Middle-east Arab News Opinion | Asharq Al-awsat

Turkey Faces Diplomatic Balancing Act in Syria | ASHARQ AL-AWSAT English Archive 2005 -2017
Select Page
Media ID: 55357875

The file photo shows Turkish soldiers with tanks on the outskirts of Suruc, at the Turkey-Syria border, overlooking Kobani in Syria., PressTv

Turkey, the most recent foreign force to gain direct influence in Syria, is expected to strike a balance between the conflicting goals of Russia and the United States to be achieved in the war-torn country.

A balance is imperative if Turkey wishes to follow through with ambitions of a “safe zone” in northern Syria.

Turkey has for several years called for world powers to help create a zone to protect civilians in its war-torn southern neighbor, with the dual aim of clearing its border of ISIS and Kurdish militia fighters and of stemming a wave of migration that has caused tensions with Europe.

Western allies have so far balked at the idea, saying it would require a significant ground force and planes to patrol a “no-fly zone”, a major commitment in such a crowded and messy battlefield.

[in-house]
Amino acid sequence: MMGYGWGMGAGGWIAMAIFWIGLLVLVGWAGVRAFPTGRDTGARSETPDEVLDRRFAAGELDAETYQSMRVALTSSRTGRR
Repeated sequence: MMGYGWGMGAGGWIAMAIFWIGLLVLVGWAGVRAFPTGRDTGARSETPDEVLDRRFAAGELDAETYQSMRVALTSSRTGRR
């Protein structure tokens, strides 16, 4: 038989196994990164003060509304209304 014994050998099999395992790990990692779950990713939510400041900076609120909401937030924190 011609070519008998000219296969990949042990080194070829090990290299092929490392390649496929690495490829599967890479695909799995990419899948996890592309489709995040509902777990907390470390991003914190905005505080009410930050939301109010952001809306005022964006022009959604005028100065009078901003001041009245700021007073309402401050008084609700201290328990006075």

Russia, which backs Syrian regime head Bashar al-Assad, has meanwhile argued in the past that any foreign incursion would be allegedly illegal.

But Turkey’s offensive into northern Syria, launched with its Syrian opposition allies two weeks ago, has created what officials in Ankara are already calling a “de facto safe zone”, driving ISIS hardline militants from the last 90-km strip of border territory they still controlled.

Turkey now wants international support for a deeper operation to take control of a rectangle of territory stretching about 40 km into Syria, a buffer between two Kurdish-held cantons to the east and west and against ISIS to the south.

“The first phase of the plan has been achieved. Turkey no longer has borders with ISIS. But this area is still very thin and vulnerable to attacks from the other side,” said a senior Turkish official, speaking on condition of anonymity so as to discuss the strategy more freely.

“What will be done now will depend on coordination with coalition powers and the support they will provide,” he said, adding an improvement in relations with Russia had “eased Turkey’s hand” operationally.

The Turkish-backed opposition factions, mainly Syrian Arabs and Turkmen fighting under the banner of the Free Syrian Army, took charge of the frontier between the towns of Azaz and Jarablus on Sunday after seizing 20 villages from the ultra-hardline extremists.

Ahmed Osman, commander of the Sultan Murad Syrian opposition group, one of the Turkish-backed forces, told Reuters he would like to see a permanent “safe zone” but that this would require an agreement between Turkey, the United States and Russia.